Traffic Control

Hunting aggresomes

Hunting aggresomes:  Lizabeth Allison hears about how her student, Michelle Munyikwa ’11, found some aggresomes. (Photo by Joseph McClain)

Nuclear transport isn't what you might think it is

Lizabeth Allison sometimes confuses even scientific people when she talks about her work.

“I was at a party once and I told someone that I worked on nuclear transport,” Allison said. “He worked at Brookhaven National Lab and he said ‘Hey, we’re in the same business.’ I said, ‘Well, no. We’re not.’”

Allison’s lab, on the third floor of William & Mary’s new Integrated Science Center, investigates the intracellular travels of a “messenger” protein known as the thyroid hormone receptor. “Nuclear” in “nuclear transport” refers to the cell’s nucleus, not to nuclear energy.Comic strip

“There are two major areas within cells. There’s the nucleus, where all the genetic information is, and there’s the cytoplasm, where all sorts of metabolic activities take place,” Allison explained. “We’re interested in what the mechanisms are for movement between the cytoplasm and the nucleus.”
Allison, the Margaret L. Hamilton Professor of Biology at William & Mary and chair of the biology department, refers to her work as “traffic control.”

A journey into the nucleus

The thyroid hormone receptor is the vehicle that Allison’s lab watches. Like other proteins, it’s synthesized in the cytoplasm. Then, to do its job, it needs to journey into the cell’s nucleus, steering its way through the pore complexes of the double membrane surrounding the nucleus. Once safe inside the nucleus, the thyroid hormone receptor can go about the important work of turning genes off and on.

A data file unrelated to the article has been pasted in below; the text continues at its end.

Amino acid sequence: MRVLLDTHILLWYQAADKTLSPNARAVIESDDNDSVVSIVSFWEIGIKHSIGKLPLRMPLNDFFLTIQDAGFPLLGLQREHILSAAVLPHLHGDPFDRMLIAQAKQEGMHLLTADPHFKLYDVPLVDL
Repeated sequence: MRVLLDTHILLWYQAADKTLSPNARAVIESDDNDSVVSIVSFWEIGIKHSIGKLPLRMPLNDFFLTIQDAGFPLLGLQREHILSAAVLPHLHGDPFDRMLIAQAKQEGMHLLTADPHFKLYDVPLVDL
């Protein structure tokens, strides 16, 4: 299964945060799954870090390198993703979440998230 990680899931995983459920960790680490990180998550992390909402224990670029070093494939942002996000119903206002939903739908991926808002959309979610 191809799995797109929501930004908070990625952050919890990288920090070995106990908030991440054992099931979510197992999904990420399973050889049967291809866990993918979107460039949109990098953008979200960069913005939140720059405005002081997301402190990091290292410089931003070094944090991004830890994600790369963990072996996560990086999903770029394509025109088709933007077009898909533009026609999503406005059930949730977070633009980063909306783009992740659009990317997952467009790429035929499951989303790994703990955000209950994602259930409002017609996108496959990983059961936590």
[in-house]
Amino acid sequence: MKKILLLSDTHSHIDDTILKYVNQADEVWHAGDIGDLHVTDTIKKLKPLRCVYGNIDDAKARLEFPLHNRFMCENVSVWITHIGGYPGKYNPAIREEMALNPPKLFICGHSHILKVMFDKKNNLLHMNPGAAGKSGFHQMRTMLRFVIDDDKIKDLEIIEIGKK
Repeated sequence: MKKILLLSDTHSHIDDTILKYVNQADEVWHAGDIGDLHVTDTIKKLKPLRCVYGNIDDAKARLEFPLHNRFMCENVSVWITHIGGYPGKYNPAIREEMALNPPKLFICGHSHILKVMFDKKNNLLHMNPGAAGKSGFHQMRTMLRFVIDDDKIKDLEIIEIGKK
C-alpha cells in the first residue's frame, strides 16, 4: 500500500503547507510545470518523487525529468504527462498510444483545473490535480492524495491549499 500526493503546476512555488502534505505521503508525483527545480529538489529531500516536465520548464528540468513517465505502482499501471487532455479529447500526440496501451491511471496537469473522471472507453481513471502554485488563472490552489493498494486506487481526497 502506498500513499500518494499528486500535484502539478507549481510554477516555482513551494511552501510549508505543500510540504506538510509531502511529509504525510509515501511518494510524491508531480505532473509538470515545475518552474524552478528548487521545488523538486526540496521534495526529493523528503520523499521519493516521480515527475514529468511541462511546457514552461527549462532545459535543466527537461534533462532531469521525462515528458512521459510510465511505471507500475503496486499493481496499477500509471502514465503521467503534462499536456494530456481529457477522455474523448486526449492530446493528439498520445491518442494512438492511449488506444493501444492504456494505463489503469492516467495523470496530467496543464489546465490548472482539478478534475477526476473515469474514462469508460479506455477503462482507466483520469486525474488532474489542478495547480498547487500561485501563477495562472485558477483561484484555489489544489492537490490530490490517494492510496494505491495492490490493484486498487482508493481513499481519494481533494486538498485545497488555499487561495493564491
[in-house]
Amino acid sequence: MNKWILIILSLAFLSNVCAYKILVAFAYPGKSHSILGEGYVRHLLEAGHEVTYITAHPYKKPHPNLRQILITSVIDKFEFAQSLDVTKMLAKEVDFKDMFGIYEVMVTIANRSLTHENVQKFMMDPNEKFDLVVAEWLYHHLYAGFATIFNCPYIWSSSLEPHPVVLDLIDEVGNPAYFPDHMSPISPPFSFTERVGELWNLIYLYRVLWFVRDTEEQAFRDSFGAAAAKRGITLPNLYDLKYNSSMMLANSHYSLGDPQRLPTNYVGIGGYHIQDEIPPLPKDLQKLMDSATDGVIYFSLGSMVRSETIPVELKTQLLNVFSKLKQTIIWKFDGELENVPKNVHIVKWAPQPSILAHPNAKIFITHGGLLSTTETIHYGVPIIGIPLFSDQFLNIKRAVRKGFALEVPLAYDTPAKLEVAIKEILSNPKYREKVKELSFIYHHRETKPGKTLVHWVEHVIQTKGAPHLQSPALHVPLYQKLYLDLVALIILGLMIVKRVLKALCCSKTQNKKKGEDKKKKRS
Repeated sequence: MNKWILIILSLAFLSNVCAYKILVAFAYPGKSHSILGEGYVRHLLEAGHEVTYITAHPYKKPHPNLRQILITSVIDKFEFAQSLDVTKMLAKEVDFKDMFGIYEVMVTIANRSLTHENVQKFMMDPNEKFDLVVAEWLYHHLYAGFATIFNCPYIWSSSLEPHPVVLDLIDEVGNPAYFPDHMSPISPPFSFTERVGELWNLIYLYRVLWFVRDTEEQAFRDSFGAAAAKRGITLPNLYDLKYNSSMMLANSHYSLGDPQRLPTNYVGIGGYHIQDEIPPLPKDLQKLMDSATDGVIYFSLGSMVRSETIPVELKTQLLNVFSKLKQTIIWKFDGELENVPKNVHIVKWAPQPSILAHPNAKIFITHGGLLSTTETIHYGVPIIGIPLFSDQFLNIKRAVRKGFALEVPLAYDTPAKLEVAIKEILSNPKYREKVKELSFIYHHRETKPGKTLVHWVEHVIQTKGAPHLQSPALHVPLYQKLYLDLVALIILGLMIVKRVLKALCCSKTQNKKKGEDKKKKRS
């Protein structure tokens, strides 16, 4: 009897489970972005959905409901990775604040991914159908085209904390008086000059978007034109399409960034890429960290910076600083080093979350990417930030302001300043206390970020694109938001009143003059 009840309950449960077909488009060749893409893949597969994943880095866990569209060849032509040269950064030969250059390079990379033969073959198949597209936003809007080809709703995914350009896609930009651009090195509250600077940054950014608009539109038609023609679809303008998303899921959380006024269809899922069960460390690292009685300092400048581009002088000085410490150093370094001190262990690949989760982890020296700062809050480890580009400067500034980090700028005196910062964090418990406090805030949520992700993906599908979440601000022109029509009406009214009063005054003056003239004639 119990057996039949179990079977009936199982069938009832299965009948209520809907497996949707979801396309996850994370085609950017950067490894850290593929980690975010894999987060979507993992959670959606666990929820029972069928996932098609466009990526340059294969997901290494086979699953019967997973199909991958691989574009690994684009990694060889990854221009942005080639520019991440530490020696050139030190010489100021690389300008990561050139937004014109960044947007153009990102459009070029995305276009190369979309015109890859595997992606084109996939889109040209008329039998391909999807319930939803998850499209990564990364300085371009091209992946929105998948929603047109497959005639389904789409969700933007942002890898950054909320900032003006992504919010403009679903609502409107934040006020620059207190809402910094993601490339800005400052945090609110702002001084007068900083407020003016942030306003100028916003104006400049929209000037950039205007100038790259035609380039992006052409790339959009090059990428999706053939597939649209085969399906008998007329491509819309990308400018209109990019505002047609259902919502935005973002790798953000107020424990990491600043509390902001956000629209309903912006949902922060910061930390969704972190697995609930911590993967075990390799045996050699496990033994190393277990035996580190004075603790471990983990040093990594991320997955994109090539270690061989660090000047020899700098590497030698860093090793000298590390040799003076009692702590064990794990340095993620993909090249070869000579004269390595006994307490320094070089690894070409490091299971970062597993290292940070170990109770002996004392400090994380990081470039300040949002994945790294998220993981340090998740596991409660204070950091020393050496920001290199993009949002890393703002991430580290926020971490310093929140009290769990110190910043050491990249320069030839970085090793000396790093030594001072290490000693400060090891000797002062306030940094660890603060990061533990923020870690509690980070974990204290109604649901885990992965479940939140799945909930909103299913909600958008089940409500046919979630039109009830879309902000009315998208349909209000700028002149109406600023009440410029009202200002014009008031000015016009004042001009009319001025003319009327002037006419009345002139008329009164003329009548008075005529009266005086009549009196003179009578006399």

“We’re studying how this protein gets to where it needs to be in order to function,” Allison said, “and—in certain disease situations—how it is mislocalized.”
When thyroid hormone receptors go astray, they usually exhibit a mutation or some other discernable defect. These mislocated receptors tend to get gridlocked in the cytoplasm in protein pile-ups known as aggresomes. Michelle Munyikwa, a member of the class of 2011 working in Allison’s lab, explained that some mutations of the thyroid hormone receptor are out of shape—literally. She noted that misfolding is a common characterization of mislocalized thyroid hormone receptors.

Disrupt the structure/disrupt the function

“Proteins require a certain structure to function properly, so if the structure is disrupted, then their function is disrupted, and they kind of clump together and tend not to work,” Munyikwa said. “They have a sequence of amino acids and those amino acids interact with one another to form a 3-D structure. So if for some reason something is a little strange and they don’t fold quite the way they’re supposed to—then they don’t work.”

Allison pointed out that a mislocalized, misdirected thyroid hormone receptor—stuck outside the DNA vault of the cell’s nucleus—can’t function. Nonfunctioning thyroid hormone receptors can lead to dire consequences for gene expression, the multi-step biochemical process through which the DNA contained in the genes is put to work.

“There are all sorts of things that can happen. In some cases there are particular genes that should be being expressed—but aren’t,” Allison explained. “This can lead to a lack of control of a cell dividing.”

A cell that should stop dividing, but instead continues to divide and proliferate, eventually might lead to some form of cancer, she said. Some mutations of the thyroid hormone receptor can be trouble in and of themselves, she added.